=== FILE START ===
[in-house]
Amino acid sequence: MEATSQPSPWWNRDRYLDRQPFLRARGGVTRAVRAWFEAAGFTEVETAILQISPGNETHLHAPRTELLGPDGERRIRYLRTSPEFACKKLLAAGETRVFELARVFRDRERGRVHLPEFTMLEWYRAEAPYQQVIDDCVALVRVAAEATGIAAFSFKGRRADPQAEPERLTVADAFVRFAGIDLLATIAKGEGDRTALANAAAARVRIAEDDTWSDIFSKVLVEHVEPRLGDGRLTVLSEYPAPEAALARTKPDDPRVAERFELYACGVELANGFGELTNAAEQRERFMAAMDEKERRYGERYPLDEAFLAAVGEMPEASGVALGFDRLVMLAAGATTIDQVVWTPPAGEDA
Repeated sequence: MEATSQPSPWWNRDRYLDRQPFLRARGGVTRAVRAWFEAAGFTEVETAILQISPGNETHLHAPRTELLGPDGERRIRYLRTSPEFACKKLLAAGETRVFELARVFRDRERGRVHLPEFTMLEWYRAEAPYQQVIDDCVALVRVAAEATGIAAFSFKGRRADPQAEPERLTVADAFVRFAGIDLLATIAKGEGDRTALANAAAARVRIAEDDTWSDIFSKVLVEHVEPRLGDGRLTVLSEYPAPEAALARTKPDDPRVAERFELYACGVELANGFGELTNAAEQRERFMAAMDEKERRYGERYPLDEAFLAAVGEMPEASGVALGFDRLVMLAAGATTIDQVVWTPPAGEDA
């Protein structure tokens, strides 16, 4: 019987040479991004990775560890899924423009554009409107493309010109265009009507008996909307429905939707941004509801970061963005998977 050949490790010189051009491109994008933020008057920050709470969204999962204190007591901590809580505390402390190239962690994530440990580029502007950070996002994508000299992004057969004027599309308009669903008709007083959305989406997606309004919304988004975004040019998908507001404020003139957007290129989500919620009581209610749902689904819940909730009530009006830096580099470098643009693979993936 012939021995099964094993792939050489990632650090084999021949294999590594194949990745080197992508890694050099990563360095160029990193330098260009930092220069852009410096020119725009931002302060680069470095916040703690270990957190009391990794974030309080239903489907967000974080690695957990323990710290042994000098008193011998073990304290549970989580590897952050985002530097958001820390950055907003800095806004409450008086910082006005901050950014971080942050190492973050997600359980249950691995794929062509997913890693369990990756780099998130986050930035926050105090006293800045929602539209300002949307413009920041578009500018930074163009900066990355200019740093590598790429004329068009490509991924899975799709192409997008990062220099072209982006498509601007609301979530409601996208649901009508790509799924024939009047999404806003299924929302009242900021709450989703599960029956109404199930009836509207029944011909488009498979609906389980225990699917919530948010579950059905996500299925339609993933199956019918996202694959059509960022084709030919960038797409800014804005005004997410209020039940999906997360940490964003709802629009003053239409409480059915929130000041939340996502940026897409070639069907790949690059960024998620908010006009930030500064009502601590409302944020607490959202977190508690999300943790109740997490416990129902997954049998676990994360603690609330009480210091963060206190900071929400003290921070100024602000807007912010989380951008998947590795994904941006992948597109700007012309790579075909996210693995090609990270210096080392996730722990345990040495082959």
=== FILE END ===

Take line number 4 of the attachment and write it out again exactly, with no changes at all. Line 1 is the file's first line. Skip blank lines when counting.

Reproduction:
């Protein structure tokens, strides 16, 4: 019987040479991004990775560890899924423009554009409107493309010109265009009507008996909307429905939707941004509801970061963005998977 050949490790010189051009491109994008933020008057920050709470969204999962204190007591901590809580505390402390190239962690994530440990580029502007950070996002994508000299992004057969004027599309308009669903008709007083959305989406997606309004919304988004975004040019998908507001404020003139957007290129989500919620009581209610749902689904819940909730009530009006830096580099470098643009693979993936 012939021995099964094993792939050489990632650090084999021949294999590594194949990745080197992508890694050099990563360095160029990193330098260009930092220069852009410096020119725009931002302060680069470095916040703690270990957190009391990794974030309080239903489907967000974080690695957990323990710290042994000098008193011998073990304290549970989580590897952050985002530097958001820390950055907003800095806004409450008086910082006005901050950014971080942050190492973050997600359980249950691995794929062509997913890693369990990756780099998130986050930035926050105090006293800045929602539209300002949307413009920041578009500018930074163009900066990355200019740093590598790429004329068009490509991924899975799709192409997008990062220099072209982006498509601007609301979530409601996208649901009508790509799924024939009047999404806003299924929302009242900021709450989703599960029956109404199930009836509207029944011909488009498979609906389980225990699917919530948010579950059905996500299925339609993933199956019918996202694959059509960022084709030919960038797409800014804005005004997410209020039940999906997360940490964003709802629009003053239409409480059915929130000041939340996502940026897409070639069907790949690059960024998620908010006009930030500064009502601590409302944020607490959202977190508690999300943790109740997490416990129902997954049998676990994360603690609330009480210091963060206190900071929400003290921070100024602000807007912010989380951008998947590795994904941006992948597109700007012309790579075909996210693995090609990270210096080392996730722990345990040495082959």